By Farhana Huq, Founder and Executive Coach at Surf Life Coaching
While founders can be inspirational to the growth of a venture or organization, if founder exceptionalism exists within an enterprise, it may hurt everyone in the long run. How can Founders combat the effects of exceptionalism and improve their performance by changing some of their behaviors? And how can those outside looking in understand and support the Founder to be a better collaborator, employee or peer?
As a transition coach to some longtime founders of businesses and non-profits (and a founder myself), I've outlined some behaviors below that founders might consider changing in order to improve overall performance in the best interest of their leadership businesses.
1. Act more like a coach and less like a savior
Within an emerging enterprise, it's not uncommon for relationships to appear familiar in nature. If you find yourself feeling like the 'parent' and referring to your employees and those around you as if they were your 'kids,' you may be adopting savior-like attitudes without being aware of it. While I'm sure very well-intentioned, as a founder, your job is not to be a parent to your employees. It is to put forth a compelling vision, invest in and grow your people and help equip your team with the necessary resources so your organization can meet its mission. Skilled leaders know how to create the space for others to bring forth their visions, too.
In short, you need to act more like a coach and less like a savior.
A few months ago, I visited a client of mine and long-time founder to get a tour of her business' facilities. Her newly-hired Director greeted me and proceeded to show me around. When the founder appeared, she physically stood in front of her director, interrupting him, and took over the tour.
"Let me show you around," she said.
The need to control can stifle the space other leaders need to thrive. When you are tempted to interrupt and grab the reigns, or start speaking on behalf of your leaders, consider alternatives like privately offering feedback to them about how you think a specific situation should be handled, asking them what they need from you to handle similar situations in the future or delegating complete responsibility to them.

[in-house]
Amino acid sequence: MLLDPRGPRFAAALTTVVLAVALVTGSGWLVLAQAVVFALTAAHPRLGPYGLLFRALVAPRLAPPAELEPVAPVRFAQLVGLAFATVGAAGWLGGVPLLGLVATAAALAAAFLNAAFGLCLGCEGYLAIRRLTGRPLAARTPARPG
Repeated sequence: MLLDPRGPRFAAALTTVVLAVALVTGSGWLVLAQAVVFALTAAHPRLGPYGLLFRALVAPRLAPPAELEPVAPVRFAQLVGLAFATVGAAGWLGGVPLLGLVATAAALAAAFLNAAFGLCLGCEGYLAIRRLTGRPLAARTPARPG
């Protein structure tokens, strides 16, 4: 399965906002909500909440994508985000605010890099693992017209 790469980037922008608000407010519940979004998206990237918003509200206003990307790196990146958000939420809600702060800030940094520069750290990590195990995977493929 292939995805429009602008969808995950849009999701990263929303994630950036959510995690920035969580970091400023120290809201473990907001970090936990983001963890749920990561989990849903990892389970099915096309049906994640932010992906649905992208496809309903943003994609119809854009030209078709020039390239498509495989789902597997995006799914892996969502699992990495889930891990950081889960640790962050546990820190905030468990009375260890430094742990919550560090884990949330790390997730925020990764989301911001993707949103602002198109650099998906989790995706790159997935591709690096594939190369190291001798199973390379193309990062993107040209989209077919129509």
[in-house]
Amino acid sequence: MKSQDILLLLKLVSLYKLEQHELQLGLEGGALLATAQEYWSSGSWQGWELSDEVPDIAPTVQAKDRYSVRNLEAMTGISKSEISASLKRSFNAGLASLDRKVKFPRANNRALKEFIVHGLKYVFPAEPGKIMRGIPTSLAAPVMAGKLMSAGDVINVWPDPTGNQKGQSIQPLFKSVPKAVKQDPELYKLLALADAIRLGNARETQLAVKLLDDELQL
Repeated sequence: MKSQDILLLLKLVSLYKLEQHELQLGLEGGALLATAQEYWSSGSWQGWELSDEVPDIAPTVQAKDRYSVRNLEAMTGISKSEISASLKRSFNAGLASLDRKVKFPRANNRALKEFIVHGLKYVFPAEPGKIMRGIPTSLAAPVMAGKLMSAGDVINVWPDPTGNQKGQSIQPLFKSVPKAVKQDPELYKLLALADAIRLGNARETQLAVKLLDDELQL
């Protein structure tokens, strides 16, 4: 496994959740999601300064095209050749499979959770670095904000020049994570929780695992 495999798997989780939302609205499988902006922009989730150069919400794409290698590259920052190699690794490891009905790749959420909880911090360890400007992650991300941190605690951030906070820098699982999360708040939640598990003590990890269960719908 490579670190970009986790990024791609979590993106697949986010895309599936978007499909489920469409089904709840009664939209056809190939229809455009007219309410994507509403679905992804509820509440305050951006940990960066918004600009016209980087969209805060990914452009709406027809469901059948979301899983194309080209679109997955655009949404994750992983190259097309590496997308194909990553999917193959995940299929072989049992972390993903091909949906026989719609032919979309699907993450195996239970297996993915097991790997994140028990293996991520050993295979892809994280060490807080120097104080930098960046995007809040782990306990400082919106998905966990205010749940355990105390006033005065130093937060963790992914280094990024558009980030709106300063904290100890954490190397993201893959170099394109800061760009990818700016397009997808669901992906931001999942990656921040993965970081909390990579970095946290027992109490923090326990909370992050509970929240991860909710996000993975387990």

If they don't feel that you are confident in their ability to take charge of situations, they will not start to take the initiative. Spend time showing them the ropes and teaching them new skills instead of doing everything yourself. That little extra time you take can make a huge difference in the long run to grow their leadership.
2. Ask the #1 Magic Question
The question every founder should ask is this:
"Knowing I can't change the past, how can I be the best leader possible going forward?"
As a founder, people want to give you feedback, but may fear doing so because of the amount of institutional power you carry, or because there are simply no mechanisms built into your organization for them to do so. It is vital to craft these feedback mechanisms.
I had a conversation with a friend and owner of a popular restaurant on San Francisco's oceanfront. We shared how being a founder can sometimes feel as if you have no power, but are at the mercy of practically everyone. It's actually common for founders to be somewhat unaware of their own power as much as it is common for them to realize they have it and use it indiscriminately.
Similarly, those around you actually have power in their positions that they may or may not realize. If they were to go, it could compromise the whole business.
Recognizing that you and your team have power together is important. And asking the above question can be helpful in eliciting feedback from those around you so it flows both ways. Be humble and listen to what others have to say.
3. Get out of the weeds
Founders can sometimes have a tendency to be enthralled with the how-to's of their ideas, obsessing about their unique approach, process or contribution to a field.
A few years back, I worked alongside an entrepreneur who was fixated on the fact that her business process was based on some neuroscience principles. At every business meeting we had, she would talk in depth about the neuroscience and the approach. Though she was excited about her idea, the way she spoke of it had the effect of 'losing' people in the process. It was hard to decipher what the real benefit was of the service. Nobody wants to hear all about your processes and bells and whistles -- they want to be raised from the weeds and hear about the value in your offer.
If you lead from the weeds, you'll stay in the weeds. This goes for presenting critical information to your board, or pitching to funders or key constituents. Make sure you have a good grasp of the big picture and vision. Don't leave out the weeds, but just don't always lead with them.
In short, Founders should think of themselves as high-level coaches as well as executers, always seek to get feedback and grow from it, and lead with vision, benefit and impact in their services.